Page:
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Publications: audience development Theme

Building Communities, Not Audiences: The Future of the Arts in the U.S.

Doug Borwick of the popular ArtsJournal blog Engaging Matters has released a new book, Building Communities, Not Audiences: The Future of the Arts in the U.S. In Building Communities, Borwick posits that the future success of arts organizations is dependent upon establishing real, deep connections with their communities. The book features the essay “Changing Our Future” by NAS President CEO Russell Willis Taylor, as well as contributions from arts thinkers including NAS Chief Executive Program participants Sebastian Ruth and Dorothy Gunther Pugh with forewords by National Endowment of the Arts Chairman Rocco Landesman and Americans for the Arts President and CEO Robert Lynch.

Building Communities, Not Audiences: The Future of the Arts in the U.S. »



There Are No Crises, Only Tough Decisions

There are no crises in the arts – there are crises in arts organizations as they are currently constructed. Audiences are not shrinking, they are growing, but they are not necessarily interested in consuming all the art our member organizations produce. Between 1970 and 2010, the number of arts organizations grew from 2,700 to 27,000 but the number of people funding them, and attending their events, did not grow at all. In this keynote address delivered at the joint annual conferences of Chorus America and The League of American Orchestras, Russell Willis Taylor, President and CEO of National Arts Strategies, explores the extraordinary opportunities that arts organizations have today.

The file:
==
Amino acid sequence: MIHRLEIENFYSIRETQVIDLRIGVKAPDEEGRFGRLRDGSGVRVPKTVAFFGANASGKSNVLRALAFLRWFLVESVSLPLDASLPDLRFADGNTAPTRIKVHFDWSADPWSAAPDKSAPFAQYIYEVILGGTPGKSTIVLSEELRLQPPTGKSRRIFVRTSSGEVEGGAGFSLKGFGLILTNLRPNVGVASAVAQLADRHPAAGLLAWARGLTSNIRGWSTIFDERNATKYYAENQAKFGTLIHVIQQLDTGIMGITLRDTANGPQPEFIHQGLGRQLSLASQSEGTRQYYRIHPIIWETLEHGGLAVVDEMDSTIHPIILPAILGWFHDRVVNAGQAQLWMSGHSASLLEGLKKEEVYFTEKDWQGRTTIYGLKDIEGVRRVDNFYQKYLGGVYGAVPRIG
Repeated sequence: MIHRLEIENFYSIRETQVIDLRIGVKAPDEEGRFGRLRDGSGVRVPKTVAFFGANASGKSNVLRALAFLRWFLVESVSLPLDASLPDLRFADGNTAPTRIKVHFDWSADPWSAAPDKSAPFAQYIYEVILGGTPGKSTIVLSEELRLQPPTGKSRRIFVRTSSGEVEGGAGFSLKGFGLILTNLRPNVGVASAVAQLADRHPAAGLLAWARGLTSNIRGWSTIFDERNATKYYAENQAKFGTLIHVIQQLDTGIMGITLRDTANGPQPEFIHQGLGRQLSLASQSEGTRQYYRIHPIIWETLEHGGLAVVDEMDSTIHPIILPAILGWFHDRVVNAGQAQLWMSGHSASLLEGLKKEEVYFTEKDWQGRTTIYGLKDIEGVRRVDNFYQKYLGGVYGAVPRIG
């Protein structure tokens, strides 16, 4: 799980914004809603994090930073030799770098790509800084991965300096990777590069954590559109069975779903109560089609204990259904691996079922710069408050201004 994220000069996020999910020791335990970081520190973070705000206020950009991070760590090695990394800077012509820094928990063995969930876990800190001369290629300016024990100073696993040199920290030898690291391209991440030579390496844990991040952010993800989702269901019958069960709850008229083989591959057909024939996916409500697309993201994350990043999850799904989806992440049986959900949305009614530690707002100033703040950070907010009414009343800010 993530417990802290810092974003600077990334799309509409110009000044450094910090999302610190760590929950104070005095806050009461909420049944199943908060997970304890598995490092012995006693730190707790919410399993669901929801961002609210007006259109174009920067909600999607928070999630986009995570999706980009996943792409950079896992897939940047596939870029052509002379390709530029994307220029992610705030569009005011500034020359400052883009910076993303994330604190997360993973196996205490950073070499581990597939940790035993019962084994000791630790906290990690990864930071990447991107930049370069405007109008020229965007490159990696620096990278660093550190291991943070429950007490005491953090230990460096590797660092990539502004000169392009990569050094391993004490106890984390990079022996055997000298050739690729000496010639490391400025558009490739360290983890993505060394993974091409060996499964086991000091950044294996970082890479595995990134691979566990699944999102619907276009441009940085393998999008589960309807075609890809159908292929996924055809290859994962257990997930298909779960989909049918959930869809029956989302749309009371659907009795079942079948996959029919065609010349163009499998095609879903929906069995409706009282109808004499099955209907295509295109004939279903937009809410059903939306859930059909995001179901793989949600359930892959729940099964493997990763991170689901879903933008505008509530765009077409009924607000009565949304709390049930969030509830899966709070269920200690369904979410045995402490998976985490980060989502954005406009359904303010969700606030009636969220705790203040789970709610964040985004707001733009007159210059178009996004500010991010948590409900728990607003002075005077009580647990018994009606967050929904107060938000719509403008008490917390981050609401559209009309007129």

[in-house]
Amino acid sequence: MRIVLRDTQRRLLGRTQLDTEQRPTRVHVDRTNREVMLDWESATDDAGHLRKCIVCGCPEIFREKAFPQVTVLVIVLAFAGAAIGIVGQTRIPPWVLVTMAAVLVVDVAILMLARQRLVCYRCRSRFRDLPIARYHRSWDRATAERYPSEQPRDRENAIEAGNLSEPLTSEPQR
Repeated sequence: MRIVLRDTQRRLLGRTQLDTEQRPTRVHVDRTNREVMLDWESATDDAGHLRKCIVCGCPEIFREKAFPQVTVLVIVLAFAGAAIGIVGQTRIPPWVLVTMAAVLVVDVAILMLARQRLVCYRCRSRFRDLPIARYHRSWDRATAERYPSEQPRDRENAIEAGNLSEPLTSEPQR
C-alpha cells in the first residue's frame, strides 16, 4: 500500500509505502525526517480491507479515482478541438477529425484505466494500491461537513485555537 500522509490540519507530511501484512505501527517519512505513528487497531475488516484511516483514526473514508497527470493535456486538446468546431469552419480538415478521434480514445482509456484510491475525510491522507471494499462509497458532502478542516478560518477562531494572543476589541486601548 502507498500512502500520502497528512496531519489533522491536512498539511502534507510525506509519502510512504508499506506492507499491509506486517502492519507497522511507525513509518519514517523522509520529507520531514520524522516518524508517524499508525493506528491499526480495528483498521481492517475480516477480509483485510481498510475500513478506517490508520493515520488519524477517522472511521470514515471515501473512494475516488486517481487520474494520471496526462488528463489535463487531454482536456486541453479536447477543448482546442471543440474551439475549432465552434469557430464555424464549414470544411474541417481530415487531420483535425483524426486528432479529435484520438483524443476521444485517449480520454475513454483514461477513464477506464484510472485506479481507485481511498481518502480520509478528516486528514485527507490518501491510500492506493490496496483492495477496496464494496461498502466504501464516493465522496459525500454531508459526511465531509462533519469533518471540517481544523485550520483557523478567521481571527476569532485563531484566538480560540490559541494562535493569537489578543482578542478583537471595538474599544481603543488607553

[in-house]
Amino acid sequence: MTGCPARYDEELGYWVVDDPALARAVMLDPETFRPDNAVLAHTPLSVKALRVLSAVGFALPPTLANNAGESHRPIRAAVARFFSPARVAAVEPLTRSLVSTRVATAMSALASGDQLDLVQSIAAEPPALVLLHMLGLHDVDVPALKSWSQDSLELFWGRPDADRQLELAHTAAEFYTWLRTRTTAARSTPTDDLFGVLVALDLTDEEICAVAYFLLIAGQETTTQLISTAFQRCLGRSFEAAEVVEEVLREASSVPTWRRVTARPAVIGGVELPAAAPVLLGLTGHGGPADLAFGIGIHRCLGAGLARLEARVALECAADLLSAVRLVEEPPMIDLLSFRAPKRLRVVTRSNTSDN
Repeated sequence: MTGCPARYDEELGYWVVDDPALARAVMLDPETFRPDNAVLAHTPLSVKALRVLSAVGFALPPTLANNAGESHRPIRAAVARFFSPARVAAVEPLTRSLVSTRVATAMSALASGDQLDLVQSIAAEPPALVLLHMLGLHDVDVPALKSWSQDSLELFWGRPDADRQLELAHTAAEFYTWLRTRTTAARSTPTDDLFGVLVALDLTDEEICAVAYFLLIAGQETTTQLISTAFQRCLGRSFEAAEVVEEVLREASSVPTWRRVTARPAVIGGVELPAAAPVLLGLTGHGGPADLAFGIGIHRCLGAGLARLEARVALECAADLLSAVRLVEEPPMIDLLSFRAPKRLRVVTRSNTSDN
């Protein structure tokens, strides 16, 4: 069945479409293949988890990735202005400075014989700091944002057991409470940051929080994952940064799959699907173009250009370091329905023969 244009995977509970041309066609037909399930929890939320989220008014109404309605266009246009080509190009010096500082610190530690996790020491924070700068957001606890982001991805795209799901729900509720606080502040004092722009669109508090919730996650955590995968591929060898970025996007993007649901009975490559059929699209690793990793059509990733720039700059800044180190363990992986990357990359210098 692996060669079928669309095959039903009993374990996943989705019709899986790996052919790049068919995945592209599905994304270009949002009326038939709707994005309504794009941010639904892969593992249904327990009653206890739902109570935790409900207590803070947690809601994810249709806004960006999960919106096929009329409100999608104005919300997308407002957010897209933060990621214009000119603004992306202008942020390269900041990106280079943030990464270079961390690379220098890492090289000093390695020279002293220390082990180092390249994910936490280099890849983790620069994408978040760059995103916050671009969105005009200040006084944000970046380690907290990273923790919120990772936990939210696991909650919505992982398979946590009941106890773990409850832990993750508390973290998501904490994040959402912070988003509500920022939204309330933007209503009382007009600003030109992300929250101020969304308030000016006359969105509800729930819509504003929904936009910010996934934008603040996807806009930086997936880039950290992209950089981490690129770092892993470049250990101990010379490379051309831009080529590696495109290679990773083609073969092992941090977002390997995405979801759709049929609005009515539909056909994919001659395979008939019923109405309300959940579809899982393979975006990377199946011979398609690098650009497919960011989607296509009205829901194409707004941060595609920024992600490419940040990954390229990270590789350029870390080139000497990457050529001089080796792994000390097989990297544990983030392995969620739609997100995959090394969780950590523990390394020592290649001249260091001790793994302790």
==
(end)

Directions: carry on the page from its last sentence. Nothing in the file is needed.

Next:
Read the text of the speech, “There Are No Crises, Only Tough Decisions”


The Normal Approach

How do we sustain relevance and drive participation for the traditional not-for-profit arts in our communities? This is a recurring challenge for the arts and culture field. In his article for the October 27, 2009 issue of Gig Magazine, NAS Vice President, Jim Rosenberg, suggests that reaching a desired audience requires leaders to focus on the desired customer and work backward to the right artistic work, venue, timing, pricing, etc. This customer-centered approach can serve the core mission of an arts organization if its leaders are willing to challenge the assumptions of the field.

Read the article, “The Normal Approach”